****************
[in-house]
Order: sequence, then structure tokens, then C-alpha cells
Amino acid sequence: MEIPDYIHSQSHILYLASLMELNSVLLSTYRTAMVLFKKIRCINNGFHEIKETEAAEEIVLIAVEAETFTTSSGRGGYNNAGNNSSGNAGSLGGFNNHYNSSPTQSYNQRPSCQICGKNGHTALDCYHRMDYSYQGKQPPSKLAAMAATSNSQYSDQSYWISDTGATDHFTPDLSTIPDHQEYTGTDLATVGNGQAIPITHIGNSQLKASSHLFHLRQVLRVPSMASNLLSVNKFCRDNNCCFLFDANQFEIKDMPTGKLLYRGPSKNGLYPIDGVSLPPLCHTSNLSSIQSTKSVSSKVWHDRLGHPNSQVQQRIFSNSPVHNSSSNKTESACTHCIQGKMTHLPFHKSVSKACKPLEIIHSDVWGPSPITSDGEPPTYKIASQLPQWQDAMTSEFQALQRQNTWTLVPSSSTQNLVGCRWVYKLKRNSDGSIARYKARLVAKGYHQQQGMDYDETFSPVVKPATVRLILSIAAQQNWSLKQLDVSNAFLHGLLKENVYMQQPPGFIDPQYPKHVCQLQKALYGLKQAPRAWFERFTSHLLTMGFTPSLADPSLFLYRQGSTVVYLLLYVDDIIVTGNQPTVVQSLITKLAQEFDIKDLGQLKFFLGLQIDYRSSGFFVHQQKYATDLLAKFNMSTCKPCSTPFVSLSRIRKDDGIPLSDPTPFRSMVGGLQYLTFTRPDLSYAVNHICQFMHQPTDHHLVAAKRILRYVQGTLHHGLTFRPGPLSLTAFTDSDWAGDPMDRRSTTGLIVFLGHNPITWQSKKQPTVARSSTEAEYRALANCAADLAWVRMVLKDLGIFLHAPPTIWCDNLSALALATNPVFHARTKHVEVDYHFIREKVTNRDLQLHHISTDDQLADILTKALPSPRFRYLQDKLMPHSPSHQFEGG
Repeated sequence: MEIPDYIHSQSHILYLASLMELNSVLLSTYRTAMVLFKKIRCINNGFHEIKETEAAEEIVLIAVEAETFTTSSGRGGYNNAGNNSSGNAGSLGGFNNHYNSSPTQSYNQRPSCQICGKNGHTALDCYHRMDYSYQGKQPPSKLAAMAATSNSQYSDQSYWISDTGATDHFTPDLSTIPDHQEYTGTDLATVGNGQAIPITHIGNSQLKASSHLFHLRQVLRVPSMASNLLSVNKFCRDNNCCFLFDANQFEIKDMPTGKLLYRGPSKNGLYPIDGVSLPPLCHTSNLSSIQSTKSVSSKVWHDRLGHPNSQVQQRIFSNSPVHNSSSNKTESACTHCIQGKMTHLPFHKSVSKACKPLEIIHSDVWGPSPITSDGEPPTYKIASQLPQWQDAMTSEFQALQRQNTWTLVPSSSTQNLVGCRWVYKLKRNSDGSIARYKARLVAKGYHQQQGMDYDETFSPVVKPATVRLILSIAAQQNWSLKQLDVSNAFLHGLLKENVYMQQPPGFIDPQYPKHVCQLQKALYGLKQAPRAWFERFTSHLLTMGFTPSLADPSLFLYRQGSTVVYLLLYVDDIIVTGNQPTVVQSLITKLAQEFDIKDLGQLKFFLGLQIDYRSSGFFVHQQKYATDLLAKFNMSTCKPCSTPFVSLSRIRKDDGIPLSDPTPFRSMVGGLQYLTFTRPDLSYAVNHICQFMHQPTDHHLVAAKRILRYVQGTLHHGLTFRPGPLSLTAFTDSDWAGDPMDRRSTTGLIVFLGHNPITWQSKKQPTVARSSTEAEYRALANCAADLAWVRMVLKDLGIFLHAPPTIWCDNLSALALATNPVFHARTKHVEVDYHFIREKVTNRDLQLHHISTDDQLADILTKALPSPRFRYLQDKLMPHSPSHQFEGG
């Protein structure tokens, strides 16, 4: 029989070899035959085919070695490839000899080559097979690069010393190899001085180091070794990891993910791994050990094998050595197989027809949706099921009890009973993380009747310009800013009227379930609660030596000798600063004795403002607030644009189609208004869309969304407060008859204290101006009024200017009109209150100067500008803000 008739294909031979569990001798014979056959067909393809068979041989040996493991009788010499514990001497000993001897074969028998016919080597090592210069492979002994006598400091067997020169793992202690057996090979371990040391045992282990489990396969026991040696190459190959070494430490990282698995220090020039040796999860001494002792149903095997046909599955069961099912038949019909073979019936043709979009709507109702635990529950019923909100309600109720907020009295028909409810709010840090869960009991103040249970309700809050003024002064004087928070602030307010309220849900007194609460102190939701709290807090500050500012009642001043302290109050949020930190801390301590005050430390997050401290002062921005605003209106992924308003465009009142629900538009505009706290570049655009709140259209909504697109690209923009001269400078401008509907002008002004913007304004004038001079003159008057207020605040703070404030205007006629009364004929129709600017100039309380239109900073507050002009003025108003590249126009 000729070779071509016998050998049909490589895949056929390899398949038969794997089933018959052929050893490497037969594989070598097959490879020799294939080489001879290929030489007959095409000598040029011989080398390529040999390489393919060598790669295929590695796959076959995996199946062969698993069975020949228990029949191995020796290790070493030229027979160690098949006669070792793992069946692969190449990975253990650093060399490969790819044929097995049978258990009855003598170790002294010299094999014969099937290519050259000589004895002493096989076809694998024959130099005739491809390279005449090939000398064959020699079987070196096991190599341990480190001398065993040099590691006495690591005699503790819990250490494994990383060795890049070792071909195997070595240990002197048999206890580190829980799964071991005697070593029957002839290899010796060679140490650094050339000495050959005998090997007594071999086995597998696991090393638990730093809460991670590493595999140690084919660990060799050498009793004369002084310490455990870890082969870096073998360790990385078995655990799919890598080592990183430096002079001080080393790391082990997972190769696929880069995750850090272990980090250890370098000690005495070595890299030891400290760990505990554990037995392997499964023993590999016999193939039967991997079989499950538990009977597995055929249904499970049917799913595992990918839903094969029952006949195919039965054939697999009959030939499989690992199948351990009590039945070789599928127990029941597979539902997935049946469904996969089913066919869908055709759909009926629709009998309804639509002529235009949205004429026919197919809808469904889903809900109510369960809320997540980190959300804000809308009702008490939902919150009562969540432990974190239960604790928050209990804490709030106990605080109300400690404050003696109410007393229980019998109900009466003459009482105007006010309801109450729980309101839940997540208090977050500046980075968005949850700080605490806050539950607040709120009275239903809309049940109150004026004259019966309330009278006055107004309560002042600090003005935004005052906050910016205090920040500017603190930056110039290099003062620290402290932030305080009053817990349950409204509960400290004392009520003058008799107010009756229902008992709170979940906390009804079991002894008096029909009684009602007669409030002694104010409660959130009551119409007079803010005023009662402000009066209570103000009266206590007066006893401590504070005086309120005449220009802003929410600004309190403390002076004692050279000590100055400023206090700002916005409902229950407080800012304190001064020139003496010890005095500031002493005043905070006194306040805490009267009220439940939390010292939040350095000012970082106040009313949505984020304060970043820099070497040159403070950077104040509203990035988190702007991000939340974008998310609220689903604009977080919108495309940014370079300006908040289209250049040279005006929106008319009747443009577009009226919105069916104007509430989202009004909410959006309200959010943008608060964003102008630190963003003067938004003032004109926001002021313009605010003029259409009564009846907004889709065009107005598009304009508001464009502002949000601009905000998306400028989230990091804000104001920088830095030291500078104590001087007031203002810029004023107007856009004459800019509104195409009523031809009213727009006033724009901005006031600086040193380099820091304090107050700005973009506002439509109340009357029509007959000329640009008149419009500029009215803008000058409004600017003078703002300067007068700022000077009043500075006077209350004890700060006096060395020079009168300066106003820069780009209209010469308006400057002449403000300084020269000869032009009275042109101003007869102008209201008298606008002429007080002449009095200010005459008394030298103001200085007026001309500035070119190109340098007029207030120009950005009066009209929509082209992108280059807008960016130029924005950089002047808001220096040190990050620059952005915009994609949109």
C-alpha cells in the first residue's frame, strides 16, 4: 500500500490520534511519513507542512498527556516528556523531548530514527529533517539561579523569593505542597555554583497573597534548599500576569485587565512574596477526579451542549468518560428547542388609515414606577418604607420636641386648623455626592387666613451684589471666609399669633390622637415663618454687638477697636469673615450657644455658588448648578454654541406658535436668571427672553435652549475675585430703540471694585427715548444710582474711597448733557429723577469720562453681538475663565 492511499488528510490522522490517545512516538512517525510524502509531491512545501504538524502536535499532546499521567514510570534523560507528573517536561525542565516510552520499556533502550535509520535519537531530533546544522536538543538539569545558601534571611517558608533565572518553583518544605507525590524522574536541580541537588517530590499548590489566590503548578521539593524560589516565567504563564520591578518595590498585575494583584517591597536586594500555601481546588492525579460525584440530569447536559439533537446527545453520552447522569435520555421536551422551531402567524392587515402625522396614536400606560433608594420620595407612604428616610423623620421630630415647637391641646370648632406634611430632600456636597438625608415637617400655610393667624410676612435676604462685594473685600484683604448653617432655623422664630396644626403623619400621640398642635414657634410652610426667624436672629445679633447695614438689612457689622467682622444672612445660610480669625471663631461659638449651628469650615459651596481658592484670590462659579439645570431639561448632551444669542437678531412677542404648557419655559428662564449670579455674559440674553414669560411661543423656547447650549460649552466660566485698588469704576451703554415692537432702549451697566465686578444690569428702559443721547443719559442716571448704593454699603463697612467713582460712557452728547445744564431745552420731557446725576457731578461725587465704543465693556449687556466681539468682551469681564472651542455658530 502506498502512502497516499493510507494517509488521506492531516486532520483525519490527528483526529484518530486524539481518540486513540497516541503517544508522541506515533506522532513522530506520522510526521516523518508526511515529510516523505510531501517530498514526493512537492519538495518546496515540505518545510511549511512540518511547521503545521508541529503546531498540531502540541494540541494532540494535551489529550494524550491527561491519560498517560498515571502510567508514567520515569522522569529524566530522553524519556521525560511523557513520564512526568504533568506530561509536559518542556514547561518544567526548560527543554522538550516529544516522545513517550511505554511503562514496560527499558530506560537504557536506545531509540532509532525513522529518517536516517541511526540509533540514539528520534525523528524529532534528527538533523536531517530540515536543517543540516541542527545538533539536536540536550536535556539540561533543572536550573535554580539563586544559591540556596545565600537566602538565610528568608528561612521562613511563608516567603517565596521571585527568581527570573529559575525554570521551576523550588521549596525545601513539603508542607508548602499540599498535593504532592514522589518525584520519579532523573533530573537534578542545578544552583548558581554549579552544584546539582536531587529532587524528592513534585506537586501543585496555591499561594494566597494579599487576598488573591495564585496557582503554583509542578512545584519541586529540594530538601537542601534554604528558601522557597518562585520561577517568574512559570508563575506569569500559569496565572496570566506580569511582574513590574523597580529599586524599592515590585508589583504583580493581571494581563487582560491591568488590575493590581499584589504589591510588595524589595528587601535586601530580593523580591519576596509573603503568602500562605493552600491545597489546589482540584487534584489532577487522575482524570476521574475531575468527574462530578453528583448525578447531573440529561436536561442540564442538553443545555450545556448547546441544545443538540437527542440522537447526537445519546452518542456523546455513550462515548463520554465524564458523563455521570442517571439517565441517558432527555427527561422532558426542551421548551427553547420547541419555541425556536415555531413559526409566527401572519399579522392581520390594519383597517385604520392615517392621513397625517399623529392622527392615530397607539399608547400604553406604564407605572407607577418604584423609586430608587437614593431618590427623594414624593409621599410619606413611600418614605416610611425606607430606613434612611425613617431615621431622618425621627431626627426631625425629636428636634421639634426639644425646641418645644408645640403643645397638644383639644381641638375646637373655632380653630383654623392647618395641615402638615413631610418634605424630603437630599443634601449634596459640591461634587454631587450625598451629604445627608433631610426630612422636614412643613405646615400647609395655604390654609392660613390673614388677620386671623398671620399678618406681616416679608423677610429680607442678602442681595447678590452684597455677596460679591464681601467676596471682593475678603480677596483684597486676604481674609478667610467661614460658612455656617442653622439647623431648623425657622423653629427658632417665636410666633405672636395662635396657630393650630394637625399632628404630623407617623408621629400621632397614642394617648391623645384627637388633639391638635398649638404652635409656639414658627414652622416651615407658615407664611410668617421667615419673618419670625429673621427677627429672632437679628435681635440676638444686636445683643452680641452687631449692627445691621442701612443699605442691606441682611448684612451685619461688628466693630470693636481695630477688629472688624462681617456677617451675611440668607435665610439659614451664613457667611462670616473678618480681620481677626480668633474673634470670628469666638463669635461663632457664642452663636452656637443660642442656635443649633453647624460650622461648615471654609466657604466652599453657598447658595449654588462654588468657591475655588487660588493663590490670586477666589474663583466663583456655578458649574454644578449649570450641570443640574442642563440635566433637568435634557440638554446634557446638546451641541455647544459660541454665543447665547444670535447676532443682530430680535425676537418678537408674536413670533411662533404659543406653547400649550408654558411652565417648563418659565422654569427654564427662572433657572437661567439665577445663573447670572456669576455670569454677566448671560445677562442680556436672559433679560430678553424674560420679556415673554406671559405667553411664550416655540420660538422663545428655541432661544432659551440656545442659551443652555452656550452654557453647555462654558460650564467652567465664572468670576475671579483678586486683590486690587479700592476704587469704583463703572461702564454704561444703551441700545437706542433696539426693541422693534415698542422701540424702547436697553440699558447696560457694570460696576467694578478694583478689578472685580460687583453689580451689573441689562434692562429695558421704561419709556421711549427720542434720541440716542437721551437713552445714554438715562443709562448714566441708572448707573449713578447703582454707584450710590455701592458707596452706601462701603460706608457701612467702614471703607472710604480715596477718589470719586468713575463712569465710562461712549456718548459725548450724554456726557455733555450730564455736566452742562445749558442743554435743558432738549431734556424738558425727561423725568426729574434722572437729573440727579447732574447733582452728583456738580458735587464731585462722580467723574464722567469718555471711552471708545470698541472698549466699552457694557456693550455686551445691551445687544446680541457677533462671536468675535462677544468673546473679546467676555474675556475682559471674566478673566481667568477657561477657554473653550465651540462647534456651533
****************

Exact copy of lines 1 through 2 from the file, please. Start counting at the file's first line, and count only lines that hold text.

[in-house]
Order: sequence, then structure tokens, then C-alpha cells